Jennifer: Yes, he does. There are two crime bills: there's a 1986 bill and a 1994 bill. The 1986 one had tough drug laws that created a situation where people of color oftentimes got punished much more harshly than white people, kind of the crack and cocaine sentencing disparity. He has said that much of that was a mistake, but he has also said Black leaders were on his side on this. It's true the Congressional Black Caucus, faith leaders, and community leaders were all in favor of those bills at the time. They say that they were doing what they believed was best at the time. Obviously, the way that those policies were carried out was really detrimental to those communities.
Biden is proposing to basically get rid of a lot of the criminal penalties for any kind of drug offenses, to release people who are in jail for those offenses now, to work on drug treatment issues as a way to help people rather than punish people. There is a whole lot he's just going to do on the drug piece. Then in terms of broader criminal justice reform, he was attacked pretty roundly by the president and by other Republicans for being on the same side as people who were protesting to defund the police.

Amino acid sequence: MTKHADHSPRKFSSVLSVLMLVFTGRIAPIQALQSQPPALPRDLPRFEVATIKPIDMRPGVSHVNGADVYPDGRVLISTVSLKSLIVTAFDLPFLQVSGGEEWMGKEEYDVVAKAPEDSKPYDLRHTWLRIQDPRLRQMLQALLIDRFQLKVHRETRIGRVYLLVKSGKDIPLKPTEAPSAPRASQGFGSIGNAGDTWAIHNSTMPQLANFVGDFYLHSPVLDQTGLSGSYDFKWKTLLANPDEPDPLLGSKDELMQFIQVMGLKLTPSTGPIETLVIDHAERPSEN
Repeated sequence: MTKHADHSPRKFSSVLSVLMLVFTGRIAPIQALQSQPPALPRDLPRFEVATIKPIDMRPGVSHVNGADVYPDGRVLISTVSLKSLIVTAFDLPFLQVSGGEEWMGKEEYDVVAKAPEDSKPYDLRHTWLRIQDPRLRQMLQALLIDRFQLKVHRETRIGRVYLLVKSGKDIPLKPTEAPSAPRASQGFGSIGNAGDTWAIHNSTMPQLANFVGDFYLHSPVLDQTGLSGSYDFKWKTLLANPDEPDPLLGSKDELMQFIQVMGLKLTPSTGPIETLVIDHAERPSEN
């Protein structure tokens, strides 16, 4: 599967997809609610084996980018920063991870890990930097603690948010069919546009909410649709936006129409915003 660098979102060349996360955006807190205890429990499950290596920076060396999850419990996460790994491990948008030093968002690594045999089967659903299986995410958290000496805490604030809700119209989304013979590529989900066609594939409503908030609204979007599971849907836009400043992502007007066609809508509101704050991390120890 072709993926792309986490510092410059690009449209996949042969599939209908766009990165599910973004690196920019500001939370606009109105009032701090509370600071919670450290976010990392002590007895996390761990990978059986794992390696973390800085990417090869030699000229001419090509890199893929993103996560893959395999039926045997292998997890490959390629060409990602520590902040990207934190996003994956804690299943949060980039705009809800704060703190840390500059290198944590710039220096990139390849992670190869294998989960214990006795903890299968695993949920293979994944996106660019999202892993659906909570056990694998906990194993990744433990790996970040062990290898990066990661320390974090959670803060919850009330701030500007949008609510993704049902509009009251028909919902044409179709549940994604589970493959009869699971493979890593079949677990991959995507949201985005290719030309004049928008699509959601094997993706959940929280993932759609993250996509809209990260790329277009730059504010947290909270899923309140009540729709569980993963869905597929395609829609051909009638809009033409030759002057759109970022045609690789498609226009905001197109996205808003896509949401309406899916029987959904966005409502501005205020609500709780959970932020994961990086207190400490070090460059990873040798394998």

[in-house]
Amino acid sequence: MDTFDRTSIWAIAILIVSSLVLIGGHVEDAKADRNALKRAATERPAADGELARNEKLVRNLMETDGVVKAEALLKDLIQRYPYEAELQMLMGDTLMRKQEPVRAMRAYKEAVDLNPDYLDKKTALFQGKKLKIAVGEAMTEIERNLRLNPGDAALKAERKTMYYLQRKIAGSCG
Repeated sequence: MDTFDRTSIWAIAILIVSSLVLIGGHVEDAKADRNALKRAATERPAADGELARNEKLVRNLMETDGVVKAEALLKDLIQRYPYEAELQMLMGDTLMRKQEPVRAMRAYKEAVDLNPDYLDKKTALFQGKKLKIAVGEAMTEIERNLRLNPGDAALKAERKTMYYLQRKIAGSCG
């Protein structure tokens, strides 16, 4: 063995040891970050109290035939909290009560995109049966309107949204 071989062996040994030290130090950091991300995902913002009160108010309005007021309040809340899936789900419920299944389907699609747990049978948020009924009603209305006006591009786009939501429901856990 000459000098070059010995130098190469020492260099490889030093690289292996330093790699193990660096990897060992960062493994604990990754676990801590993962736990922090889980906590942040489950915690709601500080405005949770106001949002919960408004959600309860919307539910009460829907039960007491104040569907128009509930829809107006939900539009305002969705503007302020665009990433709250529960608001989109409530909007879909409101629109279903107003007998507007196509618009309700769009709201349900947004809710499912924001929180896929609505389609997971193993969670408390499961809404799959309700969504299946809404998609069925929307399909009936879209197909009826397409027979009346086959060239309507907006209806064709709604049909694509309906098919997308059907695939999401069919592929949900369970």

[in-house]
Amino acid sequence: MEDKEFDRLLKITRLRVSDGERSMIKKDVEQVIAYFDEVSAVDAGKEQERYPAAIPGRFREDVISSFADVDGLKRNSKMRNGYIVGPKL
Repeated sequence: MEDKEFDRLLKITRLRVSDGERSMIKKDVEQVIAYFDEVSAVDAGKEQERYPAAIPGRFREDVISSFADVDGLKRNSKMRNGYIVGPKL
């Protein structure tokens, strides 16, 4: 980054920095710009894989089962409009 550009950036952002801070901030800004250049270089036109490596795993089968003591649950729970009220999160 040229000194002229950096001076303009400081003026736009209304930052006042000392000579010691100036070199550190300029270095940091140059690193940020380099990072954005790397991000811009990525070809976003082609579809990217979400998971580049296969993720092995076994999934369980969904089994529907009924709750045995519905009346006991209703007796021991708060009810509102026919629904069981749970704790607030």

He has made it very clear he does not want to defund the police, in fact, he wants to spend more, not just on policing, but on supporting police officers and mental health people who could deal with a situation like what just happened in Philadelphia. He has a lot of different plans there.
Tanzina: Jennifer Epstein is a political reporter covering the Biden campaign for Bloomberg News. Jennifer, thanks so much.
Jennifer: Thanks for having me.